While tech stocks drove markets to record highs in 2020, pot stocks continued to struggle and remained extremely volatile last year. Shares of top cannabis producers such as Aurora Cannabis (TSX:ACB)(NYSE:ACB) lost close to 70% in market value in 2020, burning significant investor wealth.
Driven by this massive dip in its shares, however, ACB stock is currently trading even lower than its Initial Public Offering (IPO) price. If you bought $1,000 worth of ACB shares during its IPO in 2014, your investment would be valued at less than $900 today.
However past returns don’t matter much for future investors and let’s take a look to see if it makes sense to invest in the marijuana giant right now.
Aurora Cannabis has been hit by a slew of structural issues
Over the last two years, Aurora Cannabis has been impacted by a thriving black market in Canada, a rise in competition, and the slow rollout of retail stores across the country. This in turn resulted in high inventory levels, lower profit margins, and billion-dollar write-downs.
Shortly after marijuana was legalized for recreational use in Canada, Aurora Cannabis went on an acquisition spree and bought companies at a premium. Over the last few quarters, it has written down billions in goodwill impairment charges.
Further, due to negative profit margins, the company continues to burn cash at an astonishing rate, which meant it had to raise equity capital to keep operations running. This massive dilution of shareholder wealth also weighed on its stock price that was driven lower in the last 18 months.
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Can ACB stock stage a turnaround in 2021?
In order to reduce the cash burn, Aurora Cannabis implemented several cost-cutting measures. It closed multiple production facilities and scaled back production in other sites. The company’s management also laid off employees and reduced capital expenditures.
CEO Miguel Martin was optimistic about improving cash flow generation, and expected Aurora Cannabis to be EBITDA positive in the December quarter. However, a recent business update stated Aurora’s “back to basics” business strategy will delay its ability to achieve a positive EBITDA as it continues to invest in its consumer business.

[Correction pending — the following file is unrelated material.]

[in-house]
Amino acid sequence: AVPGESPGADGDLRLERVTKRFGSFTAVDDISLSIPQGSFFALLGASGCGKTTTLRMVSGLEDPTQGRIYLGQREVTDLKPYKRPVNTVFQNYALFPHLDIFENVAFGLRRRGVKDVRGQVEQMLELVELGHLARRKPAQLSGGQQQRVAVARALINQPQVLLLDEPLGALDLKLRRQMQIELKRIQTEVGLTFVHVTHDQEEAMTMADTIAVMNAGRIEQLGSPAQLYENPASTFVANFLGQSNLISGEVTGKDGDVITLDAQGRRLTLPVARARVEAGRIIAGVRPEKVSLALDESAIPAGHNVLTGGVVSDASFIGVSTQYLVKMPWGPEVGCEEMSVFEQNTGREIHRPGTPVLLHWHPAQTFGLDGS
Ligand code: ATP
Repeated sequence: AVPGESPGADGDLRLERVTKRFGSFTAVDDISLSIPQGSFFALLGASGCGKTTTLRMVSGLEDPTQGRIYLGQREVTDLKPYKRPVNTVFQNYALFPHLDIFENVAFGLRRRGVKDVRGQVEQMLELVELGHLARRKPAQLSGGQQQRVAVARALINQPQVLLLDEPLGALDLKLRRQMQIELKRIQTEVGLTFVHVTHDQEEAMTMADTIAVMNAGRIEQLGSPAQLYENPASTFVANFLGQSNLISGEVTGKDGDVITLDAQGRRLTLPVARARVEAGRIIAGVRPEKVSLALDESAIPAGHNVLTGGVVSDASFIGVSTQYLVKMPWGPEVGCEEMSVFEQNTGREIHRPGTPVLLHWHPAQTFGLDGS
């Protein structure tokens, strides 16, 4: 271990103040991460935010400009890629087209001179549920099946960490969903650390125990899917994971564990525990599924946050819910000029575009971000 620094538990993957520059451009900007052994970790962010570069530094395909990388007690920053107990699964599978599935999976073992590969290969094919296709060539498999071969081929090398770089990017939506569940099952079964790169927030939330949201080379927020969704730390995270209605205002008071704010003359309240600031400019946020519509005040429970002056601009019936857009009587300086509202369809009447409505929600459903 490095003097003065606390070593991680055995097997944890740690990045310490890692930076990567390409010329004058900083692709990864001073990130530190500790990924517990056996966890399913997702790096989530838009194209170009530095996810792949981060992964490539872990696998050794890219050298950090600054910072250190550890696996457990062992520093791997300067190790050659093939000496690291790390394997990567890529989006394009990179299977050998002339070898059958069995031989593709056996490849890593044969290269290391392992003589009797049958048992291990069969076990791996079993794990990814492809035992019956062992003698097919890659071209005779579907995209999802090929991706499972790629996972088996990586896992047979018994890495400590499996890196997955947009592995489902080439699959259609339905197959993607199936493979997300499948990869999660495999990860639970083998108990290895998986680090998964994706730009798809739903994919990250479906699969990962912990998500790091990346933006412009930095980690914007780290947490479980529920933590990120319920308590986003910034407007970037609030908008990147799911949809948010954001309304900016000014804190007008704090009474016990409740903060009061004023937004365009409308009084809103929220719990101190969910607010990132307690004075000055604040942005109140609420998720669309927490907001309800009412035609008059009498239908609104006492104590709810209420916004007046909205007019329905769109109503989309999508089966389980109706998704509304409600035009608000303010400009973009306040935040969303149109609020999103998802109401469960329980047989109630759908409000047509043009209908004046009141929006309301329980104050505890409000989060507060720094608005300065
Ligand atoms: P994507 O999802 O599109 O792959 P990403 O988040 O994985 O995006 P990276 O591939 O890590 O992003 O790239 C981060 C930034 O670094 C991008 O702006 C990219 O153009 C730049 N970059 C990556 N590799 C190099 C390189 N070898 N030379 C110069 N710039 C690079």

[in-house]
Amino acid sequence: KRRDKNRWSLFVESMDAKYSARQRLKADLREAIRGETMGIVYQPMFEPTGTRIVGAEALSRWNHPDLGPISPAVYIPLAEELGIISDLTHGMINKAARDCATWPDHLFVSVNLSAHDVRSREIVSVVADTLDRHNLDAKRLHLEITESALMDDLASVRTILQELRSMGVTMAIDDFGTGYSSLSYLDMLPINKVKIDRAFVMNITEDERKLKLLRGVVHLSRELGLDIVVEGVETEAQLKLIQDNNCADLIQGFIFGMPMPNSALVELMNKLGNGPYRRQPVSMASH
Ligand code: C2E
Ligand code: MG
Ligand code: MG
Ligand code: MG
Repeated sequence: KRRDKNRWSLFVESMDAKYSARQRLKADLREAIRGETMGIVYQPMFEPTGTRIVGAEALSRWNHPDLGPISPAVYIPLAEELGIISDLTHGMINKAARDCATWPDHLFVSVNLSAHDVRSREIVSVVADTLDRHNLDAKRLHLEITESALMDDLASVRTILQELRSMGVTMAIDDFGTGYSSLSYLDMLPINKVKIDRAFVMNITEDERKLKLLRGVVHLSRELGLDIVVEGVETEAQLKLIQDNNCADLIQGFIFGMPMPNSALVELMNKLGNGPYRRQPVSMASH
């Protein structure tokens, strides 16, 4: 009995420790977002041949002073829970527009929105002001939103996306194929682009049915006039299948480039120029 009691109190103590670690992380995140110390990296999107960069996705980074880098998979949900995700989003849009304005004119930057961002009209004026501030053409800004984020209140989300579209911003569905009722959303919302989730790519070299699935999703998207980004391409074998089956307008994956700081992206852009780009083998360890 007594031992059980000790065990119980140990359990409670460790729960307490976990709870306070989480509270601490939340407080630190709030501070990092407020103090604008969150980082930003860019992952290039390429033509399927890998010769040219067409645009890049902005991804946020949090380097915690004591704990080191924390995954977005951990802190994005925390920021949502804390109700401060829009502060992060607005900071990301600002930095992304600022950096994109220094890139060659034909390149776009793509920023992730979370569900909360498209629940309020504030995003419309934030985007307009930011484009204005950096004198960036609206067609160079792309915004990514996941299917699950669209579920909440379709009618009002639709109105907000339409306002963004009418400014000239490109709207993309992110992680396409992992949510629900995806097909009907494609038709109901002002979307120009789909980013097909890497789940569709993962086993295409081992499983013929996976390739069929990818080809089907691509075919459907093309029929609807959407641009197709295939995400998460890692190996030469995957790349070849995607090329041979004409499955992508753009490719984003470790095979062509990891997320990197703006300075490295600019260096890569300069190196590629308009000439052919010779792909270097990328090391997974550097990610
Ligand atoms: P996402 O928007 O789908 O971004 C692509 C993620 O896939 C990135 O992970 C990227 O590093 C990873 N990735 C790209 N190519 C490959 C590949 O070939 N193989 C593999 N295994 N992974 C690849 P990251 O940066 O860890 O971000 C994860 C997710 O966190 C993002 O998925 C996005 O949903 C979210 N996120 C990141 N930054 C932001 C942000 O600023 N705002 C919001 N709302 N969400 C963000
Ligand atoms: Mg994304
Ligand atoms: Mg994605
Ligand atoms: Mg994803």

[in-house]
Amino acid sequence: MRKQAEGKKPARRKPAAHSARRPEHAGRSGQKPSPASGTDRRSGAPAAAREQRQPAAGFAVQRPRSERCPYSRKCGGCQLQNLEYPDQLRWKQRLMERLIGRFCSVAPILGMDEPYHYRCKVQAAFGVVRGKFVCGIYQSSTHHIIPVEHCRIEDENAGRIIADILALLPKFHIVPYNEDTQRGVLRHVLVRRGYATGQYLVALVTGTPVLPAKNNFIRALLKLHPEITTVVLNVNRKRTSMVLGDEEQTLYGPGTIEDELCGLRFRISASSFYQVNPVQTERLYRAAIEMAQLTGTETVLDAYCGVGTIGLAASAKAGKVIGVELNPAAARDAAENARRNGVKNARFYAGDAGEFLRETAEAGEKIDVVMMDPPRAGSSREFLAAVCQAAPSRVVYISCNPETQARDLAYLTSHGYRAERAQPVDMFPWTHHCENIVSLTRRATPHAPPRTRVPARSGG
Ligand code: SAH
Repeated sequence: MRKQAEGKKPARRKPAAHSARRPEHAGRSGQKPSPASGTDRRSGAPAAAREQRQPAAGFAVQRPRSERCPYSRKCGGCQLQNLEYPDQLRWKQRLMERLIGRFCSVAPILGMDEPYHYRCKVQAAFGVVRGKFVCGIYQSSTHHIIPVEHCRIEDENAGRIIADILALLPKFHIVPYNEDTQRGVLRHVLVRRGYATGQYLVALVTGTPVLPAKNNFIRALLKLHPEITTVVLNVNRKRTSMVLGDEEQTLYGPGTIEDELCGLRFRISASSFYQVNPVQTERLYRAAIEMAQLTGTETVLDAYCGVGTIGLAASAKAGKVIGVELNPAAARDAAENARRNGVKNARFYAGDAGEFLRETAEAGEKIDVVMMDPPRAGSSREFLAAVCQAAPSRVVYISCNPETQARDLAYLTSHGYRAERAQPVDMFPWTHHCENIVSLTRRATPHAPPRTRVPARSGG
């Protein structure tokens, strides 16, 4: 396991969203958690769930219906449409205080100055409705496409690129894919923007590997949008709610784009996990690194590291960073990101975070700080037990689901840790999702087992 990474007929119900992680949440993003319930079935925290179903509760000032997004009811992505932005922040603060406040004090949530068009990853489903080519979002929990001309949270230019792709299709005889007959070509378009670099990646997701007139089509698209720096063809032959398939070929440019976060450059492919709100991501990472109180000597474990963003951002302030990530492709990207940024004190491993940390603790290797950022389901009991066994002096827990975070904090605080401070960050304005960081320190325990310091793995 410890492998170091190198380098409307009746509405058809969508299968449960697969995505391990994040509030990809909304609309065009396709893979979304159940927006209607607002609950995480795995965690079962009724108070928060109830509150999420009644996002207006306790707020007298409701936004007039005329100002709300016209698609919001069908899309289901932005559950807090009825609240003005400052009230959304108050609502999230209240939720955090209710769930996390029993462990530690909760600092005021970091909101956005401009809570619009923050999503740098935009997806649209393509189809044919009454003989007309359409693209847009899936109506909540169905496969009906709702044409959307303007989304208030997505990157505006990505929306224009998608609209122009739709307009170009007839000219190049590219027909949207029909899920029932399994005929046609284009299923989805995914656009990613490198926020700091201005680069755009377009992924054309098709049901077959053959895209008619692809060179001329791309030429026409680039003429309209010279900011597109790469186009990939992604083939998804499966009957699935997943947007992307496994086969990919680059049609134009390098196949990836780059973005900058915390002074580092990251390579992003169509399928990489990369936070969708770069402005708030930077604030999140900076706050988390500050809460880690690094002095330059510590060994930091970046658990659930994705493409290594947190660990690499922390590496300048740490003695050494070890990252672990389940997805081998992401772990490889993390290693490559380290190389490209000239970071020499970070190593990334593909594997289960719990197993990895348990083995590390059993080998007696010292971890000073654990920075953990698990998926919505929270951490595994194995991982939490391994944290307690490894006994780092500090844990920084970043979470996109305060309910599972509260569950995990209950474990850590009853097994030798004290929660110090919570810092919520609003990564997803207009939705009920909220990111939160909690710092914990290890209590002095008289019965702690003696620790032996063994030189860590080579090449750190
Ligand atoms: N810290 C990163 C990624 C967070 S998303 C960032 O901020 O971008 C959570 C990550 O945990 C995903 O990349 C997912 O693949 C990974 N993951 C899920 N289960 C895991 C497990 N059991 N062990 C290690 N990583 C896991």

This suggests that Aurora Cannabis will keep raising capital by issuing equity shares in the near-term which will continue to impact its stock price negatively. In the first quarter of fiscal 2021, ACB used $108.5 million for operating expenses and another $15.8 million in capital expenditures.
Another important aspect that investors should note is that the company is losing market share in Canada’s recreational marijuana market.
Valuation and more
Aurora Cannabis is valued at a market of $2.22 billion indicating a forward price to sales multiple of 7.45. Analysts expect its sales to rise by 6.9% to $298.2 million in 2021 and 29.6% to $386.44 million in 2022. Its loss per share is forecast to narrow from $1.26 in 2021 to $0.63 in 2022.
We can see that analysts expect Aurora Cannabis to report a loss for another seven quarters. While this stock is not trading at a very expensive valuation, it carries significant risks, especially if shareholder wealth is constantly diluted.
This article represents the opinion of the writer, who may disagree with the “official” recommendation position of a Motley Fool premium service or advisor. We’re Motley! Questioning an investing thesis — even one of our own — helps us all think critically about investing and make decisions that help us become smarter, happier, and richer, so we sometimes publish articles that may not be in line with recommendations, rankings or other content.
Fool contributor Aditya Raghunath has no position in any of the stocks mentioned.